7 pivotal issues for a proactive new council

Northward viewscape from the Garden City Lands in 2005 — Michael Wolfe photo

The viewscape from Richmond City Centre in this 2005 Michael Wolfe photo includes mixed urban forest on the north side of Alderbridge Way. Most of the trees are in an area that has now been “clearcut.”

For the next four years, we could have a proactive new Richmond council that gets results. Strong candidates in the current election would thrive on pivotal issues like these.

1 Faulty consultation

When West Cambie Natural Park was eyed for development, the city gave neighbours a choice: (a) Townhouses or (b) Townhouses + apartments. When a survey responder said to keep the park, staff said “Unacceptable,” and council agreed and abandoned the land to developers. There’s room to improve.

2 Salty irrigation water

Removing the Massey Tunnel in favour of the Port Metro Bridge* would trigger deeper dredging of the Fraser for larger ships. The natural “salt wedge” of seawater would then press further up the channel.

Nowadays, South Arm pumping stations from 6 Road east can often let in water fit for crops. In future, saltier water at intake would hinder that—and Richmond farming.

3 Flood risk

The ocean is rising. As well, dredging a deeper channel will start a chain of effects, and storm waves will hit our shores with growing power.

Or council can take action with senior governments to step up the diking. And perhaps the tunnel and channel depth can be retained, with or without the Port Metro Bridge.

4 Tunnel risk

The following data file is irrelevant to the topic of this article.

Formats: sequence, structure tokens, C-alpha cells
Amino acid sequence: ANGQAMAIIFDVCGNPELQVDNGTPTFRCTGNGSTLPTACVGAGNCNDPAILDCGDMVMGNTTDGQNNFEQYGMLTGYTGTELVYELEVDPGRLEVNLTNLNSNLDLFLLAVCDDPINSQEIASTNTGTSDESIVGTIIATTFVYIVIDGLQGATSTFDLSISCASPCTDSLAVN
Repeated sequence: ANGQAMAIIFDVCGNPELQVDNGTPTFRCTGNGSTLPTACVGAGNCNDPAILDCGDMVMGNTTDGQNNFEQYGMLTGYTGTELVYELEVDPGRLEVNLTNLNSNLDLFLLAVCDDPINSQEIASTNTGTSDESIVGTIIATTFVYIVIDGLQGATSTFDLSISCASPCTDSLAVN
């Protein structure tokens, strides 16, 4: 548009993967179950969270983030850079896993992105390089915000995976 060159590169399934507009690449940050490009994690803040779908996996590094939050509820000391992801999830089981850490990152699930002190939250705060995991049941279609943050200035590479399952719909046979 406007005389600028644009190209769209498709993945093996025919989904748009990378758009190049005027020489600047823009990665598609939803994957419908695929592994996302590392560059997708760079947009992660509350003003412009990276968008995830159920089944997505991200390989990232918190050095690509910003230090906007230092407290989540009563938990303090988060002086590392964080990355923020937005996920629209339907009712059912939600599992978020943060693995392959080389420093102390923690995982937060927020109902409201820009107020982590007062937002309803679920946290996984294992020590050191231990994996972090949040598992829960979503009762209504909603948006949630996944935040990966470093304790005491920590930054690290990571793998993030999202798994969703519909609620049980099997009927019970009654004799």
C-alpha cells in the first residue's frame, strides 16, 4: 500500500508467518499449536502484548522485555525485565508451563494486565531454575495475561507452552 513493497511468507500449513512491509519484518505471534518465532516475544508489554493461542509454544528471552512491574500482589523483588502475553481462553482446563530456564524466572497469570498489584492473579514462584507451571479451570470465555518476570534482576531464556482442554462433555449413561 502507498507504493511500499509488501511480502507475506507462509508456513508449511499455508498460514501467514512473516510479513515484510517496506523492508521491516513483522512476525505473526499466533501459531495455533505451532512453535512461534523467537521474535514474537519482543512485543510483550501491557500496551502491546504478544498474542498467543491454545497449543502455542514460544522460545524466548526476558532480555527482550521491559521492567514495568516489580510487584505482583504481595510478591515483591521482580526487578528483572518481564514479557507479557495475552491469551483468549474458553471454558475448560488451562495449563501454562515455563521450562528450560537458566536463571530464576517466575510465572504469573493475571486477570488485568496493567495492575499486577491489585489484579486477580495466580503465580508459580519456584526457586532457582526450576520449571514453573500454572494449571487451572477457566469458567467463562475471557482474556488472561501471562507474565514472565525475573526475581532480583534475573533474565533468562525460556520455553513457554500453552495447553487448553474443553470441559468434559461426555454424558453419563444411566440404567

As a reinforced concrete structure, the tunnel gets stronger with time, but earthquake effects could sweep away what’s under it, causing death and injury. That could be prevented by implementing modern ways to stabilize the area.

The current project knows this but mostly wants to remove, not improve. Still, with a timely sliver of Port Metro Bridge funding, tunnel users could get safety, a bargain no matter how long the tunnel stays.

5 Respecting the ALR

The Garden City Lands need a 3-in-1 ALR roadway near the perimeter. It will serve as a heavy-duty farm road, a clay dike for water control, and a wide all-weather trail for cycling, walking and smooth rolling—wheelchairs, strollers, etc.

Yet a council incumbent lately enthused about a boardwalk instead. That wouldn’t suit the 3-in-1 needs, although boardwalks would suit some other needs on the lands. Besides, our central park can be the best place anywhere to celebrate B.C.’s ALR legacy, and the ALR roadway would be integral.

6 Lost viewscapes

The panoramic natural viewscapes north and east from the Garden City Lands area were a City Centre legacy. After council stripped away protection, an expanse of mixed urban forest north of Alderbridge Way was clearcut.

In partial late atonement, council arranged for a new treed buffer along Alderbridge, now quasi-planned. Vigilant action by caring councillors can limit the loss there and along the whole block from Garden City Road to 4 Road.

7 Feeding the BiRDs

The “big rezoner-developers,” as Michael Wolfe terms them. Six-storey buildings rising north of Alderbridge mar the viewscapes. To please developers, there was rezoning from four storeys, and the increased height makes it hard for trees to ever screen the buildings while not screening the mountains.

Between the rezoning and the clearcutting, Richmond has borne a priceless loss of legacy so that developers could be given millions of bucks in land-value windfalls. In approach, the example is typical, not ideal.


On the current council, Harold Steves and Chak Au have best handled issues like these. I hope other incumbent councillors, all good people, will find happiness off council, since there’s a range of “new blood” with potential to do what’s needed well.

I’ve taken part in meetings of council and its committees for years, and I’m confident in the candidates who’ve been there speaking usefully on issues. In order, that includes Michael Wolfe, Carol Day and, more recently, Jerome Dickey.


*Note: I coined “Port Metro Bridge” for the announced but officially unnamed South Arm bridge.


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